No one is or was likely to ingest enough 1,2-dichloroethylene each day, body weight for body weight, from the groundwater in the northwest plume area to exceed the amounts that were observed to cause adverse health effects in humans or laboratory animals at any exposure duration. Exposure to 1,2-dichloroethylene has not been linked to cancer in humans or animals (18).
Anyone whose drinking water contains the maximum concentration of trichloroethylene found in monitoring wells in the northwest plume area (Table 1) might ingest more of the chemical each day, body weight for body weight, than did rats whose offspring had heart abnormalities after long-term exposure in a laboratory study. No one would be likely to ingest enough trichloroethylene from the groundwater to exceed the amounts fed to laboratory animals who developed cancer. Some laboratory animals who inhaled or ingested trichloroethylene developed elevated rates of cancers of the livers or kidneys. The U.S. EPA had classified trichloroethylene as a probable human carcinogen (U.S. EPA Class B2), though the Agency is reconsidering the classification. Lifetime consumption of the groundwater might result in a moderately increased risk of contracting cancer (14).
Anyone whose drinking water contains the maximum concentration of vinyl chloride found in monitoring wells in the northwest plume area (Table 1) might ingest more of the chemical each day, body weight for body weight, than did rats who developed liver problems after long-term exposure in a laboratory study. A child using similar water might ingest more of the chemical than did rats who developed an increased incidence of liver cancer after long-term exposure in a laboratory study. No studies could be located that document and quantify health effects in humans after ingestion exposure to vinyl chloride. Lifetime consumption of the groundwater might result in a very high increased cancer risk (15).
The plume discharges into Lake Michigan. The maximum vinyl chloride concentration found in the groundwater, from nearly every monitoring well sampling event listed in Table 1, exceeded the MDEQ Interim Groundwater Contact Criteria3 (19). This has raised the question of whether it is safe to use in the lake or the beach near where the groundwater discharges for swimming or other recreation. Water samples collected from the lake in the area have not contained any contamination at the limits of detection for the analytical techniques (20). Children might dig into the sand on the beach and reach the groundwater at about 2 feet below the surface. However, the contaminant plume is located at the bottom of the aquifer, with a layer of cleaner water, as much as 10 to 25 feet thick, depending on conditions, above it (1). It is not likely that any child would dig a hole 12 to 25 feet deep, most of the distance below the water table, and so reach the heavily contaminated water.
Any VOCs evaporating from the groundwater into the air spaces in the sand above would have to come from the upper layers the of groundwater, where the contaminants have not been detected. There would probably not be any VOCs in the soil above the plume. Even if the VOC concentration at the top of the aquifer was that in the plume the VOC vapors are likely to disperse as soon as they reach the air at the beach, and not reach concentrations of human health concern.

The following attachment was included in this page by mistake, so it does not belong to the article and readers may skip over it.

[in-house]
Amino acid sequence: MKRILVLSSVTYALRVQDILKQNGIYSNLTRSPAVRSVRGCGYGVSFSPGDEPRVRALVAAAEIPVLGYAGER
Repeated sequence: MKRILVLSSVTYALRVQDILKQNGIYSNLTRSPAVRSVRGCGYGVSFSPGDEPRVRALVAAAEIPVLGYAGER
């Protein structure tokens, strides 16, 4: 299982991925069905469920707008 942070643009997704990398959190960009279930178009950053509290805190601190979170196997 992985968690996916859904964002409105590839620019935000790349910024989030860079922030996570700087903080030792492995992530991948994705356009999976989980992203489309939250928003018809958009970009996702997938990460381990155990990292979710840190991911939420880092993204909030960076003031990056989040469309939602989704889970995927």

None of the residential well samples has contained vinyl chloride or any other chemical above the Contact Criteria. The vinyl chloride concentration in the air of a shower using water from RW-1 (Table 4), calculated from the model presented by Little (21), would not reach the levels at which adverse health effects were observed, though a lifetime breathing air containing that concentration of the chemical might result in a moderate increased risk of contracting cancer. The concentration of vinyl chloride in the air in a shower using groundwater from the area, based on the maximum concentration found, from OW-29 in March 1985 (Table 1), and using the model presented by Little (21), might exceed the levels that caused changes to the liver and heart and cancer in laboratory animals who breathed air containing the chemical for long periods (over 1 year) (15).
We have considered the possibility of VOCs in the groundwater volatilizing in the soil, migrating upward into a basement in the residential area, and there collecting to levels of potential human health impact. The concentrations of 1,2-dichloroethane, trans-1,2-dichloroethylene, trichloroethylene, and vinyl chloride found in groundwater under the residential area along Lake Bluff Terrace (Table 1) exceed MDEQ screening criteria for exposure in residences from groundwater volatilization to indoor air (19). However, the groundwater in the area is thirty feet or more below the surface (5), therefore there is little likelihood that the groundwater would enter a basement of typical depth, and the volatilized VOCs are likely to disperse and diffuse to much lower concentrations before they near the surface. In addition, the contaminant plume is located on the bottom of the aquifer, with a layer of cleaner water, as much as 15 to 20 feet thick, depending on conditions, above it, which further inhibits transfer to the surface (1). The MDEQ is planning to investigate the migration of contaminants through subsurface air in the area of the northeast plume from the Bendix site, where the concentrations in the groundwater are higher and the contaminated aquifer not so deep.
2 Under the federal Safe Drinking Water Act, the U.S. EPA has issued regulations for the amounts of many chemicals that are allowable in public drinking water supplies. The concentrations that are permissible, the Maximum Contaminant Levels (MCLs), are levels that are generally considered to pose no human health hazard after a lifetime of drinking the water, with modificatins for the technical capability of detecting the chemical or for the economics of removing the chemical from water where it occurs naturally.
3 The MDEQ Groundwater Contact Criteria were developed to protect utility workers from adverse systemic health effects after dermal contact with contaminated water. See Reference 19 for complete details.